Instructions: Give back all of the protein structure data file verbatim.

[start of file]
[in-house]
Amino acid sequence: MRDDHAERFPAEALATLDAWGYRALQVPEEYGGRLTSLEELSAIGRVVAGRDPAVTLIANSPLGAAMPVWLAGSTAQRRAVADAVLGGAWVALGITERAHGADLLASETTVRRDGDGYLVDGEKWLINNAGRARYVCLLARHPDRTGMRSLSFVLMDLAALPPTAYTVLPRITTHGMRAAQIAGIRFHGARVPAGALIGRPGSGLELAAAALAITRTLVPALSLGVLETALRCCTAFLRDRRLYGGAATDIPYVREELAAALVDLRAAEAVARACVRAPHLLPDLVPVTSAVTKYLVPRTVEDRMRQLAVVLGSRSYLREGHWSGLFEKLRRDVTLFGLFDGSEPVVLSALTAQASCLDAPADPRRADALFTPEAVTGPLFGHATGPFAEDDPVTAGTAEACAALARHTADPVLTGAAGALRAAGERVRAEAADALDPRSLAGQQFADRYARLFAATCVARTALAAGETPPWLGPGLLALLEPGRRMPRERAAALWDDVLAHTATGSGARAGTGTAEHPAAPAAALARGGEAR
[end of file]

[in-house]
Amino acid sequence: MRDDHAERFPAEALATLDAWGYRALQVPEEYGGRLTSLEELSAIGRVVAGRDPAVTLIANSPLGAAMPVWLAGSTAQRRAVADAVLGGAWVALGITERAHGADLLASETTVRRDGDGYLVDGEKWLINNAGRARYVCLLARHPDRTGMRSLSFVLMDLAALPPTAYTVLPRITTHGMRAAQIAGIRFHGARVPAGALIGRPGSGLELAAAALAITRTLVPALSLGVLETALRCCTAFLRDRRLYGGAATDIPYVREELAAALVDLRAAEAVARACVRAPHLLPDLVPVTSAVTKYLVPRTVEDRMRQLAVVLGSRSYLREGHWSGLFEKLRRDVTLFGLFDGSEPVVLSALTAQASCLDAPADPRRADALFTPEAVTGPLFGHATGPFAEDDPVTAGTAEACAALARHTADPVLTGAAGALRAAGERVRAEAADALDPRSLAGQQFADRYARLFAATCVARTALAAGETPPWLGPGLLALLEPGRRMPRERAAALWDDVLAHTATGSGARAGTGTAEHPAAPAAALARGGEAR